Children in Detroit might need a flashlight to walk to school this fall.
The city is so broke it can’t afford to maintain its streetlights. It estimates that only about 60 percent of them are still working, and the situation will get worse as time goes on.
There is no magic solution. But to reduce the appearance of chaos, the city is planning to abandon the streetlights in more than half of the city. They will be permanently turned off at some point this summer. This means that more than 100,000 people will be living on unlit streets. And when the shorter days of fall roll around, they will be driving to work on unlit streets, and walking to school on unlit streets.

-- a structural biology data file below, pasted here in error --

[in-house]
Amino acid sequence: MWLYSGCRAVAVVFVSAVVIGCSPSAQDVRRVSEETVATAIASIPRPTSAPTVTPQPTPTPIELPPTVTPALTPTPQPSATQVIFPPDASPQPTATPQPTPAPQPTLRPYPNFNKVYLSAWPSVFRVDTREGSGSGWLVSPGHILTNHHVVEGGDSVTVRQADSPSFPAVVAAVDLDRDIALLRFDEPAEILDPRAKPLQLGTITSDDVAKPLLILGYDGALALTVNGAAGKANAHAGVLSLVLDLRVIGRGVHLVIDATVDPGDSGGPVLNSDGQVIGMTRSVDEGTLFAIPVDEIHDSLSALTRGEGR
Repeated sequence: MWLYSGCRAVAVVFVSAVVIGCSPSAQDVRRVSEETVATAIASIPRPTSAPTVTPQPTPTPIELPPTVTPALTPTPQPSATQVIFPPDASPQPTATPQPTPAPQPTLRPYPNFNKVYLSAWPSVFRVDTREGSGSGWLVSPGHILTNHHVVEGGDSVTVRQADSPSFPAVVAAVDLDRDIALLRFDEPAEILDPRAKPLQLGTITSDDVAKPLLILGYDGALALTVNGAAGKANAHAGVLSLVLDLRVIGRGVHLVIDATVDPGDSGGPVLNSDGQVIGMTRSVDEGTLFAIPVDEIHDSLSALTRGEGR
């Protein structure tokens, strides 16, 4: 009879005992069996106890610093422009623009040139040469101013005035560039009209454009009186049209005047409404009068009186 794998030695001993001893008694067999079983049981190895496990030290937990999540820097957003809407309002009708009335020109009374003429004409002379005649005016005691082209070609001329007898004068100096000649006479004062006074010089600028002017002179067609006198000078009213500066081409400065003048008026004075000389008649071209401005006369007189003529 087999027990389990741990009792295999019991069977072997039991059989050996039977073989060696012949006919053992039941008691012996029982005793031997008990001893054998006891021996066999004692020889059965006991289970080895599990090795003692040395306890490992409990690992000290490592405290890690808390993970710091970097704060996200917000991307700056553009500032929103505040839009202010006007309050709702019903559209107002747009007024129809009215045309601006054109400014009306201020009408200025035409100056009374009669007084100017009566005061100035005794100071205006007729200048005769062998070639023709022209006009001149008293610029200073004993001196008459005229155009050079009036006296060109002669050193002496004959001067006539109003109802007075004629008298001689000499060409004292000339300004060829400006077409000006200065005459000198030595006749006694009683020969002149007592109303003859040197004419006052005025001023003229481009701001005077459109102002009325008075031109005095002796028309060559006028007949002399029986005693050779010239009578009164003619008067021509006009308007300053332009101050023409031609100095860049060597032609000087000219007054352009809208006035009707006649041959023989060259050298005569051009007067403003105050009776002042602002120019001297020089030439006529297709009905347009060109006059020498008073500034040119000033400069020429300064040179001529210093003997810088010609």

It is hardly a happy solution. Walking to school with a bag full of books and other supplies is hard enough. Having to carry a flashlight so you can find your way will just make it harder.
But the city’s plan to borrow money so it can pay to maintain the streetlights that will still operate in the other half of the city doesn’t make sense either. When you are borrowing money to pay for routine maintenance, that is almost the definition of living beyond your means.
The United States does not have much experience with large cities that shrink to become medium-sized cities. There will be a great deal to be learned from the solutions that Detroit comes up with.